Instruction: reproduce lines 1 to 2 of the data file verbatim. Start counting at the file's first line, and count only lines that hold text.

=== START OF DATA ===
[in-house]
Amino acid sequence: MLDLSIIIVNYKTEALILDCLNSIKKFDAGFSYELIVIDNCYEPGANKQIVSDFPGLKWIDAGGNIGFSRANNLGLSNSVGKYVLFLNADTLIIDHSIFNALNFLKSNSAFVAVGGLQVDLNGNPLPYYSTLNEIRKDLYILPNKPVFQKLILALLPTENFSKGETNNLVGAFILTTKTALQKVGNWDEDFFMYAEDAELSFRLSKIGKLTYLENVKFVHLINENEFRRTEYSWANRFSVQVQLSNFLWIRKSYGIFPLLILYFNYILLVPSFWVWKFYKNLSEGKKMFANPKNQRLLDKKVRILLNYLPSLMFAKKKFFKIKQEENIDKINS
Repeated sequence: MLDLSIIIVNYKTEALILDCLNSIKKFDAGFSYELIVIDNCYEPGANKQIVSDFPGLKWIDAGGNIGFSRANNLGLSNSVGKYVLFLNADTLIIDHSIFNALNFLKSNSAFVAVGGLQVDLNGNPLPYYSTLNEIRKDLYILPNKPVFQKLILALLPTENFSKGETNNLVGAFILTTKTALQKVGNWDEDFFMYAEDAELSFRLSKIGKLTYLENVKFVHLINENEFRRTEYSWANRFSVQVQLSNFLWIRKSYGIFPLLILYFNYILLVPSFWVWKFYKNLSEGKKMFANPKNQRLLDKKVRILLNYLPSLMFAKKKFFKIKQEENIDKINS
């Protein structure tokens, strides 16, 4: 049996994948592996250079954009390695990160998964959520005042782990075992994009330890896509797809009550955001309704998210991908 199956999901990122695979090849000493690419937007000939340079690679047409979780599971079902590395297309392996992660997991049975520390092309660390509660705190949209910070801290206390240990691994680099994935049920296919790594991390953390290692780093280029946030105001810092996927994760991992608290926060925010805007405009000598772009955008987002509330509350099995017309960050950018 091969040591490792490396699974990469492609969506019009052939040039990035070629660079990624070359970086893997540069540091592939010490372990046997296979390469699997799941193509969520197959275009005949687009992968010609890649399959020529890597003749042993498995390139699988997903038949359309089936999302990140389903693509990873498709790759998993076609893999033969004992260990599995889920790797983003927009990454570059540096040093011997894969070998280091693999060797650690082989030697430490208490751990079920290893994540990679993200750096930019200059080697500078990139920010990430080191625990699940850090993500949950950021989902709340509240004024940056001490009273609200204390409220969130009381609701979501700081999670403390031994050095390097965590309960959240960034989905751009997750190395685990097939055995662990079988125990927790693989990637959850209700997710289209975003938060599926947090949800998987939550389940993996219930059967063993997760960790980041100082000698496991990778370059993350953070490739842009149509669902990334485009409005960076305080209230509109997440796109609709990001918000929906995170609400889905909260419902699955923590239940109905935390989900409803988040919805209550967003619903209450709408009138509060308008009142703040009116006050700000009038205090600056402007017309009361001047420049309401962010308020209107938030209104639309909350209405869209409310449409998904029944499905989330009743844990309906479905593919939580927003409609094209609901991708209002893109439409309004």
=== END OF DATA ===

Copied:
[in-house]
Amino acid sequence: MLDLSIIIVNYKTEALILDCLNSIKKFDAGFSYELIVIDNCYEPGANKQIVSDFPGLKWIDAGGNIGFSRANNLGLSNSVGKYVLFLNADTLIIDHSIFNALNFLKSNSAFVAVGGLQVDLNGNPLPYYSTLNEIRKDLYILPNKPVFQKLILALLPTENFSKGETNNLVGAFILTTKTALQKVGNWDEDFFMYAEDAELSFRLSKIGKLTYLENVKFVHLINENEFRRTEYSWANRFSVQVQLSNFLWIRKSYGIFPLLILYFNYILLVPSFWVWKFYKNLSEGKKMFANPKNQRLLDKKVRILLNYLPSLMFAKKKFFKIKQEENIDKINS